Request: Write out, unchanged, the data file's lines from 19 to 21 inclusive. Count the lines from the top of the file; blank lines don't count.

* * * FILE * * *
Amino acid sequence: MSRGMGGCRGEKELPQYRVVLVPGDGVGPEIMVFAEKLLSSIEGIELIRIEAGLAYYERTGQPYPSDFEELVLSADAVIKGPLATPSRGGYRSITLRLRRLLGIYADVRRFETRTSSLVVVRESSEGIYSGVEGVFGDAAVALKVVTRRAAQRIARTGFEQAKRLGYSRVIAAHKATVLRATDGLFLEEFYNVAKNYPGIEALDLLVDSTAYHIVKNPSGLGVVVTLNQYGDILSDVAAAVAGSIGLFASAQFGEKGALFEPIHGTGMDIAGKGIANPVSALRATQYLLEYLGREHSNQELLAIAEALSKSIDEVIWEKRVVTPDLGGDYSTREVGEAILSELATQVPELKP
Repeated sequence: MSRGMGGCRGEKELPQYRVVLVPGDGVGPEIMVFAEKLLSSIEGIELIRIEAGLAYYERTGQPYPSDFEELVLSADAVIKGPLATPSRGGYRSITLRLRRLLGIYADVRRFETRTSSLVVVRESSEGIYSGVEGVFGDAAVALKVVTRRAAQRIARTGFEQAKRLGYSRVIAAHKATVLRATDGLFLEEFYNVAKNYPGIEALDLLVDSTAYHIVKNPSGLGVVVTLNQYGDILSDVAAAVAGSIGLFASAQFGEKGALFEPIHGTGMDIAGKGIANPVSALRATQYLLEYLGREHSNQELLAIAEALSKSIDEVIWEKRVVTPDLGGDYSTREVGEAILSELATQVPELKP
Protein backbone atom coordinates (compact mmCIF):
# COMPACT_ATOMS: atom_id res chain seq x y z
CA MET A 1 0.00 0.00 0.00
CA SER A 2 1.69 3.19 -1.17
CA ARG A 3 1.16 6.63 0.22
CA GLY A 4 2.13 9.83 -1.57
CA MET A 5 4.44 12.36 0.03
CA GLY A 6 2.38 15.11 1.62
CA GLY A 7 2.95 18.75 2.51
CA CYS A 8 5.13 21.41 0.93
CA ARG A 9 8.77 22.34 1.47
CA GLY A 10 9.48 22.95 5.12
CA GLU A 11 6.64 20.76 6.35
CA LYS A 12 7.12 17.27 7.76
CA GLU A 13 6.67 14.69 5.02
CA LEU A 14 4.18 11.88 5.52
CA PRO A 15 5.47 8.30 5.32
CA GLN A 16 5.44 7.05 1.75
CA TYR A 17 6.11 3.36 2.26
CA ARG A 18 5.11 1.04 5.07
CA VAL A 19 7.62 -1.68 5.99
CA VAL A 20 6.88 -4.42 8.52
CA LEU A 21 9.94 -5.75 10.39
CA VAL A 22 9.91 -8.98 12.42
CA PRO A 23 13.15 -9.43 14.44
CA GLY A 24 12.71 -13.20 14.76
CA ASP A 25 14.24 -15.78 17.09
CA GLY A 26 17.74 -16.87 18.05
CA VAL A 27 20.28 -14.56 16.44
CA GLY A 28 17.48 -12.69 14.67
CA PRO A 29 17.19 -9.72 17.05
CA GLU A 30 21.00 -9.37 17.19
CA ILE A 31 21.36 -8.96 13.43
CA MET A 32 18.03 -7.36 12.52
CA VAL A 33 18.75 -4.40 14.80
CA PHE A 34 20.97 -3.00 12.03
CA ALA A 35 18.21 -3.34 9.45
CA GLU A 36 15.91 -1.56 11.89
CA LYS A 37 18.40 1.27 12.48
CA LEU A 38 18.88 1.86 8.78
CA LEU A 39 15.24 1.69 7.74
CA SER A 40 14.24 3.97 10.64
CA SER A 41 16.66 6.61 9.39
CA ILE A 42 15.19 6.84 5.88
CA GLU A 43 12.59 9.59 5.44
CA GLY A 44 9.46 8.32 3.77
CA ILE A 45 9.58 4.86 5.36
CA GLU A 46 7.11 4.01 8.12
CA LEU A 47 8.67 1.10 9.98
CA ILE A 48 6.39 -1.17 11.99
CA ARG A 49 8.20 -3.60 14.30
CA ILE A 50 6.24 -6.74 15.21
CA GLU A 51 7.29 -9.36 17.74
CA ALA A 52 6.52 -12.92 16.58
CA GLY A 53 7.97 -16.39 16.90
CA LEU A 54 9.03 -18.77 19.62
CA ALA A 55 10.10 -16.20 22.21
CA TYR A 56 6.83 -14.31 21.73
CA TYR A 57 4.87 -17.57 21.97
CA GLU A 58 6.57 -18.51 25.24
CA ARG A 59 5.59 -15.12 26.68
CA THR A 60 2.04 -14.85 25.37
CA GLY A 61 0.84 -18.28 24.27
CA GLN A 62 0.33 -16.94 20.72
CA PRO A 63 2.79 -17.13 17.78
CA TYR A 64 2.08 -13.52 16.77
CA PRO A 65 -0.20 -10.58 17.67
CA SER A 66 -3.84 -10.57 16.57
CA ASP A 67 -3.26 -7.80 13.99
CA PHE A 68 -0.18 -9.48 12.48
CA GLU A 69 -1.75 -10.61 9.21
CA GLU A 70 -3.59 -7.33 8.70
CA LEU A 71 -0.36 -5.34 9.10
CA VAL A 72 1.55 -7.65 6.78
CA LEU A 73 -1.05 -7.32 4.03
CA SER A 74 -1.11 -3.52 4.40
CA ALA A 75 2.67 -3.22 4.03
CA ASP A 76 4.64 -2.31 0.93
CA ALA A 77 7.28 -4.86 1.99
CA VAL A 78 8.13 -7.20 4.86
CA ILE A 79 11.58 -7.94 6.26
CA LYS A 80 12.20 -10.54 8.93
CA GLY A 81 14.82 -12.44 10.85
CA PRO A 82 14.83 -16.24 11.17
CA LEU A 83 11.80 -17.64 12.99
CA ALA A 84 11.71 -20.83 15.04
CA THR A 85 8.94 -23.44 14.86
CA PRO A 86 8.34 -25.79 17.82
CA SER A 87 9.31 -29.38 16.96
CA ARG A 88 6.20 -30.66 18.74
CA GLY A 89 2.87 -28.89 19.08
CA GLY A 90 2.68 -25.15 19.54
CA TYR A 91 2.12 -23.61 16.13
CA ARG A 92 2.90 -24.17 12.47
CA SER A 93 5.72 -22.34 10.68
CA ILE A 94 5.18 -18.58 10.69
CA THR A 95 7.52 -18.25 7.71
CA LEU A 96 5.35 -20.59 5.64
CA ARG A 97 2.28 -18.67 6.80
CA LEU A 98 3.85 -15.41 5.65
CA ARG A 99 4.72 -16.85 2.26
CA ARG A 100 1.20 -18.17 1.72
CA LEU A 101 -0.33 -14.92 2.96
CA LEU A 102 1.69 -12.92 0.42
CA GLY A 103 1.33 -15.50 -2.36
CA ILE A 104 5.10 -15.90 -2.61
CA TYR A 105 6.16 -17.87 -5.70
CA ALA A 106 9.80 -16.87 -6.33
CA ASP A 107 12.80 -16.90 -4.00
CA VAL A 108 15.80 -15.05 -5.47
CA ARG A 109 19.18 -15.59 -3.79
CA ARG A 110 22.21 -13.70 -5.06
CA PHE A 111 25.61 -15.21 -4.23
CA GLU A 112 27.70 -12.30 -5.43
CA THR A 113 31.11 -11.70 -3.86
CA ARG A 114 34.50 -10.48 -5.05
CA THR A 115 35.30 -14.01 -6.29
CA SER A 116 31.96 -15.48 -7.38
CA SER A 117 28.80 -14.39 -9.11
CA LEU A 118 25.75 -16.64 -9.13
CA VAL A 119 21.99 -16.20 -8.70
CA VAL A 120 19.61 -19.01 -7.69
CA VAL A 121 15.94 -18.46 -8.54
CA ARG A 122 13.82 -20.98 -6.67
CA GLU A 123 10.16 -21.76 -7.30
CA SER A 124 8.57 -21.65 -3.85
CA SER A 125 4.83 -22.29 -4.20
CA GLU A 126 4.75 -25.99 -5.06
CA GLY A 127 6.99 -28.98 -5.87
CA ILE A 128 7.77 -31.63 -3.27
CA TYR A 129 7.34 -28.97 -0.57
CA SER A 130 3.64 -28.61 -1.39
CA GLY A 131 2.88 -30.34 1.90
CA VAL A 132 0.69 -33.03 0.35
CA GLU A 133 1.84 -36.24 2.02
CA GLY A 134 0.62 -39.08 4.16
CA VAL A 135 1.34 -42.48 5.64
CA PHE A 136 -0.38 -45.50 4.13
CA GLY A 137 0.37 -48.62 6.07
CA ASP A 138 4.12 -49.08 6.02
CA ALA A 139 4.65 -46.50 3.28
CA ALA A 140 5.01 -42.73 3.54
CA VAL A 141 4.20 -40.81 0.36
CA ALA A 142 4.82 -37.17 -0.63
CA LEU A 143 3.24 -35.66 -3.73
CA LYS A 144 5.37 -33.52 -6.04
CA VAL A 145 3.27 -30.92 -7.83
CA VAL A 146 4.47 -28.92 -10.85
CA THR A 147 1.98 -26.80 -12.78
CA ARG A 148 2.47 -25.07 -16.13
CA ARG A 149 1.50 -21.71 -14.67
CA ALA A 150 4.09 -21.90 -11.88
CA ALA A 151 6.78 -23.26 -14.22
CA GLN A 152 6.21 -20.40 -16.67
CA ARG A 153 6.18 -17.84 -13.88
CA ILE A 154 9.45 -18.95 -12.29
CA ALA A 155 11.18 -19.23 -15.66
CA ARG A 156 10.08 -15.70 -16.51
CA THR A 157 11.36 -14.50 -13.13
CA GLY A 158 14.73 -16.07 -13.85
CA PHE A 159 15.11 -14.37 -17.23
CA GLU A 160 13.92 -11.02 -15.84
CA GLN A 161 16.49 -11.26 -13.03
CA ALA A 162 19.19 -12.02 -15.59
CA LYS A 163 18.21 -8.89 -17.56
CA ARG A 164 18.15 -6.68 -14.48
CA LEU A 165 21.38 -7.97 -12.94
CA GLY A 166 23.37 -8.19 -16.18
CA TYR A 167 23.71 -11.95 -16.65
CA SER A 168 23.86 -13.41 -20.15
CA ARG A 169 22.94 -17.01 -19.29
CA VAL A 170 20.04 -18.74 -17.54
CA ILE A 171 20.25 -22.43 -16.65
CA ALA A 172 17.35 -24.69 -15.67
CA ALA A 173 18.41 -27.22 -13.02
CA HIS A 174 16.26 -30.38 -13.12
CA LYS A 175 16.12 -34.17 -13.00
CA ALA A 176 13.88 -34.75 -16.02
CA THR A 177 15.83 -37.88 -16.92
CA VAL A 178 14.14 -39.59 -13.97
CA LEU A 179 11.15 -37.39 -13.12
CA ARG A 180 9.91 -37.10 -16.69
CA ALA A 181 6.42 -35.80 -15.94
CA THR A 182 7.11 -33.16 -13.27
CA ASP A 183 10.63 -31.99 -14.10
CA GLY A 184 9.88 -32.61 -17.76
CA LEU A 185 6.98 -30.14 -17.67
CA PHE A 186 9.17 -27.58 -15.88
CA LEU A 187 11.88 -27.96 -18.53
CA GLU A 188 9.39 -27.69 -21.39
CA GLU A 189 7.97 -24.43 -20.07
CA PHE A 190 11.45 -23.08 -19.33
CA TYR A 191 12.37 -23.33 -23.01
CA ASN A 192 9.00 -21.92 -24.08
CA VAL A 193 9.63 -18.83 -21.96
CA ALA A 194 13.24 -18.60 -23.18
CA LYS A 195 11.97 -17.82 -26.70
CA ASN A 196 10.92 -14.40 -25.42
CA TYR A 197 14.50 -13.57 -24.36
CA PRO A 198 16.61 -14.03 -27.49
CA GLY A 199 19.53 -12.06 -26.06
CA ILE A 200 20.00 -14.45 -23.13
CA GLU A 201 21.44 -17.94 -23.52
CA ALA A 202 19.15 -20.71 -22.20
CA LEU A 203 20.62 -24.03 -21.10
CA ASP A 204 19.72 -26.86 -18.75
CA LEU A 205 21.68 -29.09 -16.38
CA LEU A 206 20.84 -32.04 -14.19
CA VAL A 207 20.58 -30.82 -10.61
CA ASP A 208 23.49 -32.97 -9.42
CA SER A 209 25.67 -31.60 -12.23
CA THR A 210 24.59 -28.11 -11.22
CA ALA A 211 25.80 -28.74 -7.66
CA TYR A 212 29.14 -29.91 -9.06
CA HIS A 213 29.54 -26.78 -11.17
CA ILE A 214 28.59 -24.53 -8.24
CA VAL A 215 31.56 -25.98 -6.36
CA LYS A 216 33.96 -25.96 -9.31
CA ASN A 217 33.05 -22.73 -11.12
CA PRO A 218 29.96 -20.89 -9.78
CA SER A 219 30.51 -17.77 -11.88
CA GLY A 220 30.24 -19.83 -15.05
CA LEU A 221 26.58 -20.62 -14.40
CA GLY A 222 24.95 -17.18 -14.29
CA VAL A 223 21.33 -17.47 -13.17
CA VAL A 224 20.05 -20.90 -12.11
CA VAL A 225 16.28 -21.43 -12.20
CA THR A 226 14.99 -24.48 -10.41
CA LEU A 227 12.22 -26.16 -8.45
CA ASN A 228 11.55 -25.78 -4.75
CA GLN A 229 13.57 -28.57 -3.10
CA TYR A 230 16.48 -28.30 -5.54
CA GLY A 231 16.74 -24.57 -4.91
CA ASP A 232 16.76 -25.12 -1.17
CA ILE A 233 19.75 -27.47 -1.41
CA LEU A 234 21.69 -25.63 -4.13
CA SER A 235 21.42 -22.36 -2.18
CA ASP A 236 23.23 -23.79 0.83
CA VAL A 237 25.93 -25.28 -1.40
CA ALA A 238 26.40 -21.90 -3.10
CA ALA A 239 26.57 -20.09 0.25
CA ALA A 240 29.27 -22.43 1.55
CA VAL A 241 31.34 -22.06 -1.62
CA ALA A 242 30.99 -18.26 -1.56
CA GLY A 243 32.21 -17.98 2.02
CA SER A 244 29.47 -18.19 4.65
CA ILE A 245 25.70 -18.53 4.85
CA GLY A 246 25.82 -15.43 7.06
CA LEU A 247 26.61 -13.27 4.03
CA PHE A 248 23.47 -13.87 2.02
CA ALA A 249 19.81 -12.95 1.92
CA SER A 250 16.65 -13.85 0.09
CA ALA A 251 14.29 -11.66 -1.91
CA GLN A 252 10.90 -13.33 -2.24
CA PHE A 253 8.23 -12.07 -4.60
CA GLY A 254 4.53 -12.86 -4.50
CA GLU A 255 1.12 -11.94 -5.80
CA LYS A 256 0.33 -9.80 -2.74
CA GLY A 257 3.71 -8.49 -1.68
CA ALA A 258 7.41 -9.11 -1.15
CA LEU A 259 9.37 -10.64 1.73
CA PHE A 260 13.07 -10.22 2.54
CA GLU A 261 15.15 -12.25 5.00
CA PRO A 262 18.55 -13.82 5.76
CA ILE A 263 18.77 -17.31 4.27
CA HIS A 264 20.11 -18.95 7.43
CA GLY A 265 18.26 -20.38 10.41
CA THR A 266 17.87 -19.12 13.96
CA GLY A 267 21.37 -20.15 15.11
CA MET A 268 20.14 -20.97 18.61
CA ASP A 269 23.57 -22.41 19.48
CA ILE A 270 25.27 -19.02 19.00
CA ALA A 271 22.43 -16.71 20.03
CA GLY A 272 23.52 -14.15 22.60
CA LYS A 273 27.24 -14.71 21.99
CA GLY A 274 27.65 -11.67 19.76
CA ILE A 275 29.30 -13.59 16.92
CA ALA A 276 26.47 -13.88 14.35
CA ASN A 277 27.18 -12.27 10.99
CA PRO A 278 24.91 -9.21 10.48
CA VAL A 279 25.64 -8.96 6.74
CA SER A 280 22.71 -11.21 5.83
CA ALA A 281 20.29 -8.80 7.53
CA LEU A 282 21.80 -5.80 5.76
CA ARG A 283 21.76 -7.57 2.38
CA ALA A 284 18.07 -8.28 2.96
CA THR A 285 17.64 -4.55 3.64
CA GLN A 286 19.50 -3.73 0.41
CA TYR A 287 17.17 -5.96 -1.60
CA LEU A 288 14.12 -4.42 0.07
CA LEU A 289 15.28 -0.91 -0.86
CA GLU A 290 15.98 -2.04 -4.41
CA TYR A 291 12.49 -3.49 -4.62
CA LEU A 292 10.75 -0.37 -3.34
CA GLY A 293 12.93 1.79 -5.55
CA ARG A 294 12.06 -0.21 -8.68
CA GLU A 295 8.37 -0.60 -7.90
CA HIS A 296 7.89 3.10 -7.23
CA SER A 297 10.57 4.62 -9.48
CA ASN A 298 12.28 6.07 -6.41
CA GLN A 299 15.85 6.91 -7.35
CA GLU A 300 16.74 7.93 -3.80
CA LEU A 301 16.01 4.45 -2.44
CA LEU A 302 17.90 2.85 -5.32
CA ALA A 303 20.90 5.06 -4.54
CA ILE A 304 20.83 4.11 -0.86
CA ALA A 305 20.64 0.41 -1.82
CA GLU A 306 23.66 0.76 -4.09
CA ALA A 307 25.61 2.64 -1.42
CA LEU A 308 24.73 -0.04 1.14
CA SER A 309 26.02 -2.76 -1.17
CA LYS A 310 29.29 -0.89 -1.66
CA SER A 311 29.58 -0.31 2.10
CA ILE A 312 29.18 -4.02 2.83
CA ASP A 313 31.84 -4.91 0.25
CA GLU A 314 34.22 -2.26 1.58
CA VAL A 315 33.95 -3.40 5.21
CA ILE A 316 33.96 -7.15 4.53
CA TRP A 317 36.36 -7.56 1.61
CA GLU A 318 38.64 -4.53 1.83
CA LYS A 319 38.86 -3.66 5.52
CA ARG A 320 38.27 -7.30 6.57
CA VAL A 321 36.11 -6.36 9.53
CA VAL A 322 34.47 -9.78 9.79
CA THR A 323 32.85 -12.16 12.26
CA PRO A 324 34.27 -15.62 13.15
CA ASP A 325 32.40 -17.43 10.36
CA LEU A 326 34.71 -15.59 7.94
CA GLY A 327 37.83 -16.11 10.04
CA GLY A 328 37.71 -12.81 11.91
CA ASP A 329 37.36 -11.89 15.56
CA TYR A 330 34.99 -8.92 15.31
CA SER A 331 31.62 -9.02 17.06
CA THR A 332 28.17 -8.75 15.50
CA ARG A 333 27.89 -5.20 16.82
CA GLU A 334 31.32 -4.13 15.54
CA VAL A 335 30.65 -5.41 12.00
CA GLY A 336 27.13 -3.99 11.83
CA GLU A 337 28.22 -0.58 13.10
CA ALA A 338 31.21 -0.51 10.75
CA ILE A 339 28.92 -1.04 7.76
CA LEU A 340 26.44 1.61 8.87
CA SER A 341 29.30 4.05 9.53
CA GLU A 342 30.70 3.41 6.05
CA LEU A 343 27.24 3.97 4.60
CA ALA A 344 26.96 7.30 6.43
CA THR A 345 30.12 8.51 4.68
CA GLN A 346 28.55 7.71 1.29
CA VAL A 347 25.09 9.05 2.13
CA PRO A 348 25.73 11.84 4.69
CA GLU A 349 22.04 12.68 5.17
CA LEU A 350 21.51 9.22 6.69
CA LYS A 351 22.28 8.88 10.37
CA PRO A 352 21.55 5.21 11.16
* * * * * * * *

CA PRO A 15 5.47 8.30 5.32
CA GLN A 16 5.44 7.05 1.75
CA TYR A 17 6.11 3.36 2.26